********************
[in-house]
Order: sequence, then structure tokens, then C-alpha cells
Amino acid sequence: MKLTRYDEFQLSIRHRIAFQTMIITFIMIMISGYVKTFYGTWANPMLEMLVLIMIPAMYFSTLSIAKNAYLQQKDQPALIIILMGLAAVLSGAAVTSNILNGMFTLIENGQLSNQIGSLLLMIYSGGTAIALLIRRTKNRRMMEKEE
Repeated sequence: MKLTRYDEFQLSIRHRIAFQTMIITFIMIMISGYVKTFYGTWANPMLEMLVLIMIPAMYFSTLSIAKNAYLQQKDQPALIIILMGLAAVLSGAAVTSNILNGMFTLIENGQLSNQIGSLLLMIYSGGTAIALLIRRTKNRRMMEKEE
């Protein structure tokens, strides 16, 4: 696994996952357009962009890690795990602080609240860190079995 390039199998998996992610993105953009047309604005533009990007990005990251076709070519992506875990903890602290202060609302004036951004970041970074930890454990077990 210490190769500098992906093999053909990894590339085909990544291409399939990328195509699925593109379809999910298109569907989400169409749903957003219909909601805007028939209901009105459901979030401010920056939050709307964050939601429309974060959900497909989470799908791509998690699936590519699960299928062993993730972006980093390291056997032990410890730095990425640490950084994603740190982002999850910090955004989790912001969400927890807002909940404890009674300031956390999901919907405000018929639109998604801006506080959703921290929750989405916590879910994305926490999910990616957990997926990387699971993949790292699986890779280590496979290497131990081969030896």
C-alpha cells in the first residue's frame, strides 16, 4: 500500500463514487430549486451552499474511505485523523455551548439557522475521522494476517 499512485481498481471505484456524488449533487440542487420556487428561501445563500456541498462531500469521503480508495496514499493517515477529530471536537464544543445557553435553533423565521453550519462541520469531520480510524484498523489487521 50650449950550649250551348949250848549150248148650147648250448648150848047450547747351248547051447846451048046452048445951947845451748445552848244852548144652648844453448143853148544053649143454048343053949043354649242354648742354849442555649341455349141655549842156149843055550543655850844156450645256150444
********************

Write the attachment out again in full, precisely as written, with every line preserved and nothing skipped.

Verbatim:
[in-house]
Order: sequence, then structure tokens, then C-alpha cells
Amino acid sequence: MKLTRYDEFQLSIRHRIAFQTMIITFIMIMISGYVKTFYGTWANPMLEMLVLIMIPAMYFSTLSIAKNAYLQQKDQPALIIILMGLAAVLSGAAVTSNILNGMFTLIENGQLSNQIGSLLLMIYSGGTAIALLIRRTKNRRMMEKEE
Repeated sequence: MKLTRYDEFQLSIRHRIAFQTMIITFIMIMISGYVKTFYGTWANPMLEMLVLIMIPAMYFSTLSIAKNAYLQQKDQPALIIILMGLAAVLSGAAVTSNILNGMFTLIENGQLSNQIGSLLLMIYSGGTAIALLIRRTKNRRMMEKEE
């Protein structure tokens, strides 16, 4: 696994996952357009962009890690795990602080609240860190079995 390039199998998996992610993105953009047309604005533009990007990005990251076709070519992506875990903890602290202060609302004036951004970041970074930890454990077990 210490190769500098992906093999053909990894590339085909990544291409399939990328195509699925593109379809999910298109569907989400169409749903957003219909909601805007028939209901009105459901979030401010920056939050709307964050939601429309974060959900497909989470799908791509998690699936590519699960299928062993993730972006980093390291056997032990410890730095990425640490950084994603740190982002999850910090955004989790912001969400927890807002909940404890009674300031956390999901919907405000018929639109998604801006506080959703921290929750989405916590879910994305926490999910990616957990997926990387699971993949790292699986890779280590496979290497131990081969030896």
C-alpha cells in the first residue's frame, strides 16, 4: 500500500463514487430549486451552499474511505485523523455551548439557522475521522494476517 499512485481498481471505484456524488449533487440542487420556487428561501445563500456541498462531500469521503480508495496514499493517515477529530471536537464544543445557553435553533423565521453550519462541520469531520480510524484498523489487521 50650449950550649250551348949250848549150248148650147648250448648150848047450547747351248547051447846451048046452048445951947845451748445552848244852548144652648844453448143853148544053649143454048343053949043354649242354648742354849442555649341455349141655549842156149843055550543655850844156450645256150444